Most people are in the pursuit of happiness. There are economists who think happiness is the best indicator of the health of a society. We know that money can make you happier, though after your basic needs are met, it doesn’t make you that much happier. But one of the biggest questions is how to allocate our money, which is (for most of us) a limited resource.

There’s a very logical assumption that most people make when spending their money: that because a physical object will last longer, it will make us happier for a longer time than a one-off experience like a concert or vacation. According to recent research, it turns out that assumption is completely wrong.

“One of the enemies of happiness is adaptation,” says Dr. Thomas Gilovich, a psychology professor at Cornell University who has been studying the question of money and happiness for over two decades. “We buy things to make us happy, and we succeed. But only for a while. New things are exciting to us at first, but then we adapt to them.”

German skydiver via Shutterstock

So rather than buying the latest iPhone or a new BMW, Gilovich suggests you’ll get more happiness spending money on experiences like going to art exhibits, doing outdoor activities, learning a new skill, or traveling.

Gilovich’s findings are the synthesis of psychological studies conducted by him and others into the Easterlin paradox, which found that money buys happiness, but only up to a point. How adaptation affects happiness, for instance, was measured in a study that asked people to self-report their happiness with major material and experiential purchases. Initially, their happiness with those purchases was ranked about the same. But over time, people’s satisfaction with the things they bought went down, whereas their satisfaction with experiences they spent money on went up.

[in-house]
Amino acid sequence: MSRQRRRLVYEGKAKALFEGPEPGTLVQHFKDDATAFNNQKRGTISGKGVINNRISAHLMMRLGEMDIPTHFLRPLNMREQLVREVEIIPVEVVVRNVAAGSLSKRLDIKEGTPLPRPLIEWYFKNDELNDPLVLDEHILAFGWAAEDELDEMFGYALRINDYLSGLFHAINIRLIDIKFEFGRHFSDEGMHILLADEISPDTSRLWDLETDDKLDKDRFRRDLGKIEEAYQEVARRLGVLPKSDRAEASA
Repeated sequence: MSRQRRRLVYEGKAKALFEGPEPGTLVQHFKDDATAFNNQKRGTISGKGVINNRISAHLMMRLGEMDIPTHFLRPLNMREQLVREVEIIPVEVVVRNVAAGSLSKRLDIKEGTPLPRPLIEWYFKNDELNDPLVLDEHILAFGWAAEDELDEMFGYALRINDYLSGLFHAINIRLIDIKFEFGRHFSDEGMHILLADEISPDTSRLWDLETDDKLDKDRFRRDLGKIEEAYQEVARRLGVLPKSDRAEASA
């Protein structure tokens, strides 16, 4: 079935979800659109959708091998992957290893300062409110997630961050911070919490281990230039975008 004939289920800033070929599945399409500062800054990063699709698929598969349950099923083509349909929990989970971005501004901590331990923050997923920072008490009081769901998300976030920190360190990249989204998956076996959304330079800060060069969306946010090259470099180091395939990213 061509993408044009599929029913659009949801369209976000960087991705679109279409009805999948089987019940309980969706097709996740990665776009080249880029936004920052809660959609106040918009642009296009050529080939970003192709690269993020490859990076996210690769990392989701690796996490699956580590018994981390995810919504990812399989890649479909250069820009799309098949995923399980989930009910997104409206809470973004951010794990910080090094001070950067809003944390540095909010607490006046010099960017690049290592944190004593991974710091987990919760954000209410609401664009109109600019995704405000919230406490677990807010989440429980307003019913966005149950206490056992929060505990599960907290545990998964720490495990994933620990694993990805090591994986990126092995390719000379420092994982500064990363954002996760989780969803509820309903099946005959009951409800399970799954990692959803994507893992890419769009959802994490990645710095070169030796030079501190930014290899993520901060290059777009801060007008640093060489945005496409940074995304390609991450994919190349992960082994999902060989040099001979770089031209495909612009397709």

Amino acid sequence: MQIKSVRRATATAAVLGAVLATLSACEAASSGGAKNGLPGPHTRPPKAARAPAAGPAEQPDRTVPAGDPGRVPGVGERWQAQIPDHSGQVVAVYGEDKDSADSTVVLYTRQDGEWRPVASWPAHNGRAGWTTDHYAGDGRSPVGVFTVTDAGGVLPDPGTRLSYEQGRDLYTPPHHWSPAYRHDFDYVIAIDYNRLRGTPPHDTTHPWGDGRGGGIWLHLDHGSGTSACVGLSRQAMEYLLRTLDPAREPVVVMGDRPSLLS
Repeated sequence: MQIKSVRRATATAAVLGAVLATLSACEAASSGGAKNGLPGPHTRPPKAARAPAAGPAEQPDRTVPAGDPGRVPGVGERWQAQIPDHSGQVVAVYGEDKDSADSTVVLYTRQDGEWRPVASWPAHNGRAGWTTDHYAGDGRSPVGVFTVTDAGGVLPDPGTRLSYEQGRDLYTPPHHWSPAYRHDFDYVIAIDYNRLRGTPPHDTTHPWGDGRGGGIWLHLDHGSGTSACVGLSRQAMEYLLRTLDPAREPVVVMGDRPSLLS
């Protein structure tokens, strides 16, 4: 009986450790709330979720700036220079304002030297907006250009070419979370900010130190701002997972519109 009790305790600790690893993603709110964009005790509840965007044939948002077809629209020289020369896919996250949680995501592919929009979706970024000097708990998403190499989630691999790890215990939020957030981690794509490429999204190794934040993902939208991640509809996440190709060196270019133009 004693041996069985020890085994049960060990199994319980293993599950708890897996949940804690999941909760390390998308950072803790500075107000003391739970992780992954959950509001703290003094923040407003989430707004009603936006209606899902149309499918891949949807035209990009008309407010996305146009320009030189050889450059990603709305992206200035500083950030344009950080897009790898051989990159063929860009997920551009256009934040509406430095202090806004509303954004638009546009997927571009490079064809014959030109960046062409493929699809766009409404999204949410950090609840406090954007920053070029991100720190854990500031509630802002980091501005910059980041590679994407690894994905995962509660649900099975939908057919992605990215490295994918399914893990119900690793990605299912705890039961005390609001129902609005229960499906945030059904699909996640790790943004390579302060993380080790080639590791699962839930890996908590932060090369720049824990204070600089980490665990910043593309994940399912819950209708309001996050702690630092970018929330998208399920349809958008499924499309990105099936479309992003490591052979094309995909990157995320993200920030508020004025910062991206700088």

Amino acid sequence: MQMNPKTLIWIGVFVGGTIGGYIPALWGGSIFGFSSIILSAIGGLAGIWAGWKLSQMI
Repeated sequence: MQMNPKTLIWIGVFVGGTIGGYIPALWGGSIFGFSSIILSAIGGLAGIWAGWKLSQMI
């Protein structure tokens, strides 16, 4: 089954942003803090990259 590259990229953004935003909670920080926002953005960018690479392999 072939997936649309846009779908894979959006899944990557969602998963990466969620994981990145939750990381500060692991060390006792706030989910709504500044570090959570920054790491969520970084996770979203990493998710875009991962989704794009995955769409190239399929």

It’s counterintuitive that something like a physical object that you can keep for a long time doesn’t keep you as happy as long as a once-and-done experience does. Ironically, the fact that a material thing is ever present works against it, making it easier to adapt to. It fades into the background and becomes part of the new normal. But while the happiness from material purchases diminishes over time, experiences become an ingrained part of our identity.

“Our experiences are a bigger part of ourselves than our material goods,” says Gilovich. “You can really like your material stuff. You can even think that part of your identity is connected to those things, but nonetheless they remain separate from you. In contrast, your experiences really are part of you. We are the sum total of our experiences.”

One study conducted by Gilovich even showed that if people have an experience they say negatively impacted their happiness, once they have the chance to talk about it, their assessment of that experience goes up. Gilovich attributes this to the fact that something that might have been stressful or scary in the past can become a funny story to tell at a party or be looked back on as an invaluable character-building experience.

Another reason is that shared experiences connect us more to other people than shared consumption. You’re much more likely to feel connected to someone you took a vacation with in Bogotá than someone who also happens to have bought a 4K TV.

Greg Brave via Shutterstock

“We consume experiences directly with other people,” says Gilovich. “And after they’re gone, they’re part of the stories that we tell to one another.”

And even if someone wasn’t with you when you had a particular experience, you’re much more likely to bond over both having hiked the Appalachian Trail or seeing the same show than you are over both owning Fitbits.

You’re also much less prone to negatively compare your own experiences to someone else’s than you would with material purchases. One study conducted by researchers Ryan Howell and Graham Hill found that it’s easier to feature-compare material goods (how many carats is your ring? how fast is your laptop’s CPU?) than experiences. And since it’s easier to compare, people do so.

“The tendency of keeping up with the Joneses tends to be more pronounced for material goods than for experiential purchases,” says Gilovich. “It certainly bothers us if we’re on a vacation and see people staying in a better hotel or flying first class. But it doesn’t produce as much envy as when we’re outgunned on material goods.”

Read the Full Article here: http://www.fastcoexist.com/3043858/world-changing-ideas/the-science-of-why-you-should-spend-your-money-on-experiences-not-thing

See More Reasons in this article: http://elitedaily.com/life/culture/wanderlust-gene-people-born-travel/953464/